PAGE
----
San Francisco--Urging that the American Educational Research Association break out of the “ivory-tower syndrome,” a small group of researchers has formed a separate organization within the association to promote more intensive debate on a broad range of educational policy issues.
The new special-interest group, to be called “Debates in Education,’' joins nearly 100 others within the aera It plans to publish a bimonthly newsletter and sponsor sessions at the association’s annual meeting.
“We are frustrated by the narrowness of the issues confronted by the aera’s literature and symposia,” said the group’s founder, Edward A. Wynne, professor of education at the University of Illinois at Chicago.
These formats, he said, tend to allow a researcher to present his or her research findings without being challenged.
“Many things education researchers are engaged in are highly controversial,” Mr. Wynne said. “There are never clear juxtapositions of positions that are often in clear disagreement.”
Moreover, added Robert Serow, professor of education at North Carolina State University, the research tends to follow the “conventional wisdom,” which usually adheres to the liberal side of the political spectrum. For example, he said, researchers have seldom questioned their assumption that pupils’ religious beliefs are harmful to their academic achievement.
In addition, said Mr. Wynne, researchers within the association tend to ignore many issues that are highly relevant to the8public and to policymakers, such as school discipline and the dispute that surfaced during the 1988 Presidential campaign over the Pledge of Allegiance.
Such “intellectual insensitivity,” he warned, threatens to place education researchers at risk of losing their relevance to many of the ''significant intellectual and political issues of our time.”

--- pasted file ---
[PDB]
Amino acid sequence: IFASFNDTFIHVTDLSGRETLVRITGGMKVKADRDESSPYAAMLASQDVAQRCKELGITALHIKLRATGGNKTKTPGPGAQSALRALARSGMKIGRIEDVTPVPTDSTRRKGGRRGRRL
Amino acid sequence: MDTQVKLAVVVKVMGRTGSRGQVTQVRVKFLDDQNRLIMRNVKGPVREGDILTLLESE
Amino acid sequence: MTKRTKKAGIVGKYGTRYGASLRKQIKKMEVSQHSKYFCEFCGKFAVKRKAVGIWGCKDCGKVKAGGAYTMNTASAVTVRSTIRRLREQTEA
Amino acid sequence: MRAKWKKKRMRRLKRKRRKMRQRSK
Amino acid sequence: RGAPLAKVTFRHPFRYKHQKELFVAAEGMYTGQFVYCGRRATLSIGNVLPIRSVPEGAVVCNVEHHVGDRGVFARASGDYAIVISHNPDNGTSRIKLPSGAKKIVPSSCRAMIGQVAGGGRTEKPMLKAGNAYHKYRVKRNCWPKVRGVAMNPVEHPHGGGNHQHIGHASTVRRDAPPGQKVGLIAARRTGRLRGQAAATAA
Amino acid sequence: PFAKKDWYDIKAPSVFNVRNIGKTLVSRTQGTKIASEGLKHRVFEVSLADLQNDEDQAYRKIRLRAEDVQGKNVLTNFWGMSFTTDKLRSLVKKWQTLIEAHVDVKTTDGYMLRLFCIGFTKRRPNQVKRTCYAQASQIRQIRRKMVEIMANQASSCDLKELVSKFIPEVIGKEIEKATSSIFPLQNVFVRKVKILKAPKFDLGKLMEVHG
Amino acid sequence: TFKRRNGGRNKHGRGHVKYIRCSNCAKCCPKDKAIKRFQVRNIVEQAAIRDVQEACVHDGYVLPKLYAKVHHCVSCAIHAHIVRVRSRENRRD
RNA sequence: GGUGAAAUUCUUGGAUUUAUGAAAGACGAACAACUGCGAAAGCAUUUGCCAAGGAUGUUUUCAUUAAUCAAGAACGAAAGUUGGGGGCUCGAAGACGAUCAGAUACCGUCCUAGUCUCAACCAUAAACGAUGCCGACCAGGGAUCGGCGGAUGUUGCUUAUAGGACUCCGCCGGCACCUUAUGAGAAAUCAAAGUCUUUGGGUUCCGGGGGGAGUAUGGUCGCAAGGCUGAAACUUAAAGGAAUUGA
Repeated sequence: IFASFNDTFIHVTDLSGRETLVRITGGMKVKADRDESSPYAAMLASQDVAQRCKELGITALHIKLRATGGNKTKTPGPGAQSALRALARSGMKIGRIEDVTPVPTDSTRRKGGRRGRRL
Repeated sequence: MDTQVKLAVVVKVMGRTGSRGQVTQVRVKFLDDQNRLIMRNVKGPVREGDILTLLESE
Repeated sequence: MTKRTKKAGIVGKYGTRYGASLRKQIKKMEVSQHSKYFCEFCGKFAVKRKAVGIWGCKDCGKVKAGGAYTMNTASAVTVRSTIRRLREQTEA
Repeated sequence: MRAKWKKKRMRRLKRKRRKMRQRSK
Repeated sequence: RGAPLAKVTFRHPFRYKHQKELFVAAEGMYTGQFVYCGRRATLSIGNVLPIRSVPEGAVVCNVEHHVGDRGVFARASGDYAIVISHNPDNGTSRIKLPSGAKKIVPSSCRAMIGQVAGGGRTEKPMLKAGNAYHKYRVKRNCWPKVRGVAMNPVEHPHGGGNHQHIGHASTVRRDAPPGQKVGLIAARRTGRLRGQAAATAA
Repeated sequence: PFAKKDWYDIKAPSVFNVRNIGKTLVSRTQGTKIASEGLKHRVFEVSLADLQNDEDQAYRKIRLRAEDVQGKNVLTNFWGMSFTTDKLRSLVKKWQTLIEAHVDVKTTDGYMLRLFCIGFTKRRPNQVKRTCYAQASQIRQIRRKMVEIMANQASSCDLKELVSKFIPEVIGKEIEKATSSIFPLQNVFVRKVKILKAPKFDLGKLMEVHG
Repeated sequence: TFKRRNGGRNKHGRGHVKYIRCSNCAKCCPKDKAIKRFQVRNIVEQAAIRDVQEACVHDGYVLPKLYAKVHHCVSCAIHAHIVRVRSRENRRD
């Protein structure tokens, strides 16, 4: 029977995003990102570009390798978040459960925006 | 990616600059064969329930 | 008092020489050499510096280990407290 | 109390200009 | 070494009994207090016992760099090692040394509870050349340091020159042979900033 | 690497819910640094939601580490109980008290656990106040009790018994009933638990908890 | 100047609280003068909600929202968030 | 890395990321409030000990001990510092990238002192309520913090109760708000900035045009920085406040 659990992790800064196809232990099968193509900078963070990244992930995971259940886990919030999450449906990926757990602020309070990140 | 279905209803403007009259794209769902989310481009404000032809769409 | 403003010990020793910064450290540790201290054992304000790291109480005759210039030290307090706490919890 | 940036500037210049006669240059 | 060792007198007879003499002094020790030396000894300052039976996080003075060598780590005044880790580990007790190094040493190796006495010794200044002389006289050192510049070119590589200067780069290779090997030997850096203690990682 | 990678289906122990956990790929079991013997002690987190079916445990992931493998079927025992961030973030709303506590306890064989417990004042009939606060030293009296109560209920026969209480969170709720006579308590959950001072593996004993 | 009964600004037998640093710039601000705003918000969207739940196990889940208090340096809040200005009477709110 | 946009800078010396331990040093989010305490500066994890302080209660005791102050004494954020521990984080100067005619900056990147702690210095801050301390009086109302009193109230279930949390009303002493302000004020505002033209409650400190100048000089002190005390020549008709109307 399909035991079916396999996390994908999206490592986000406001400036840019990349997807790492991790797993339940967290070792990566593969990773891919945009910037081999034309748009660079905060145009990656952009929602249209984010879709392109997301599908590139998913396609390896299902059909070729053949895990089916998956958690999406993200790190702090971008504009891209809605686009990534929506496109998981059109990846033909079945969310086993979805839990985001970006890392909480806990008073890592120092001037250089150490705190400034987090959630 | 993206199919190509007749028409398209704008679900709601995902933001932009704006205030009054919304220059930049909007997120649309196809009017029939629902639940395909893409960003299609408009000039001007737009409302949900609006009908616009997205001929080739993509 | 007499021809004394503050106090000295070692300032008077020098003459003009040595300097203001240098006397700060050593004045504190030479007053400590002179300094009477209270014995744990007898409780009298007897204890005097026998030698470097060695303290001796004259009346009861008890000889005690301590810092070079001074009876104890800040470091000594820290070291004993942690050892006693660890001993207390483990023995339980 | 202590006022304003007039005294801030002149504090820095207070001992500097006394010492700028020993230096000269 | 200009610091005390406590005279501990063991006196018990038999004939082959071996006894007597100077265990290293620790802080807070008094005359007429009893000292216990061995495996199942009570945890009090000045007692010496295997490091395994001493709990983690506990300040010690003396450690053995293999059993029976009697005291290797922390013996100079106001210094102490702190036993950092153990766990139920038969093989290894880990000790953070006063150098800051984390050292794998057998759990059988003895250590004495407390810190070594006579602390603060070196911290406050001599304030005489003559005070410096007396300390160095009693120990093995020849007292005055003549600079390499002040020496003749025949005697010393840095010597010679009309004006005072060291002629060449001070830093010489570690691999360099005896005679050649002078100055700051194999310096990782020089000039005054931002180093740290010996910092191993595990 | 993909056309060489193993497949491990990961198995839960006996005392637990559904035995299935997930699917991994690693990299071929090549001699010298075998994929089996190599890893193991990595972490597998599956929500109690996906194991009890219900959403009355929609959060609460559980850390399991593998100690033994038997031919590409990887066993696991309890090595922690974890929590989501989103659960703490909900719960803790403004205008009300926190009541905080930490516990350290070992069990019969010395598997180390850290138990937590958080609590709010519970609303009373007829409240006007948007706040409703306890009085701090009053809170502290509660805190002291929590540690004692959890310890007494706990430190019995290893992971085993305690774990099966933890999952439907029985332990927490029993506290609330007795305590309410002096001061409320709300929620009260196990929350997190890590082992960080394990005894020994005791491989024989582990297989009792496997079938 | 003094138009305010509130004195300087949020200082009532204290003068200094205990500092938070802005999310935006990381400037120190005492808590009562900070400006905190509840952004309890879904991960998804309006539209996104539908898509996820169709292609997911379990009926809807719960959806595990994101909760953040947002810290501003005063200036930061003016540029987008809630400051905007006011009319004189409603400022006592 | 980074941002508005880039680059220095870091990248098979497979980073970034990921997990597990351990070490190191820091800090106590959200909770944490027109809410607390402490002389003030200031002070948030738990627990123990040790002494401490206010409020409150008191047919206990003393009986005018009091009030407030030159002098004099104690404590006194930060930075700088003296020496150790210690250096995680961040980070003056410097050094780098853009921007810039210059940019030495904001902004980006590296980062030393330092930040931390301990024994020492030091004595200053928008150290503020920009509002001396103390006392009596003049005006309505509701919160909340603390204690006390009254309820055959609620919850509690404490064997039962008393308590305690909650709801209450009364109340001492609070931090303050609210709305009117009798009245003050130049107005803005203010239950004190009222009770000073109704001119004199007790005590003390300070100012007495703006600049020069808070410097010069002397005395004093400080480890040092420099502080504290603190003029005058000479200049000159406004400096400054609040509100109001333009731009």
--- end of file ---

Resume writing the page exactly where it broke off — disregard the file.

The new group’s publications and symposia, he said, will foster “genuine debates about any issue any member chooses to raise.”
In an effort to ensure that teachers are well grounded in the use of student-assessment tools, four leading educational associations have developed standards for teacher competence in the field.
The draft standards, releasedel10lhere last week for review by teachers, teacher educators, and measurement experts, are expected to serve as guidelines for teacher preparation and certification. They outline the knowledge and skills that the groups say teachers must have to be effective in administering and evaluating assessments.
“Assessment is part of the instructional practice,” said Anthony J. Nitko, professor of education at the University of Pittsburgh and a member of the panel that drafted the document. “Teachers must be competent in that.”
The standards state that teachers must be skilled in choosing appropriate assessment methods, in developing valid grading systems that use pupil assessments, and in administering, scoring, and interpreting the results of both commercially produced and teacher-prepared assessment methods.
In addition, the document states, teachers should know how to use assessment results in making decisions about individual students, curricula, and school improvement, and be able to communicate the results to parents and the lay public. They should also, it says, be able to recognize unethical or inappropriate assessment practices.
The groups that wrote the draft include the American Association of Colleges for Teacher Education, the American Federation of Teachers, the National Council on Measurement in Education, and the National Education Association.
Requests for copies of the draft statement and comments on it should be directed to: James R. Sanders, The Evaluation Center, Western Michigan University, Kalamazoo, Mich. 49008.--rr
A version of this article appeared in the April 05, 1989 edition of Education Week as Agreeing To Disagree: Researchers Seeking To Broaden Policy Debate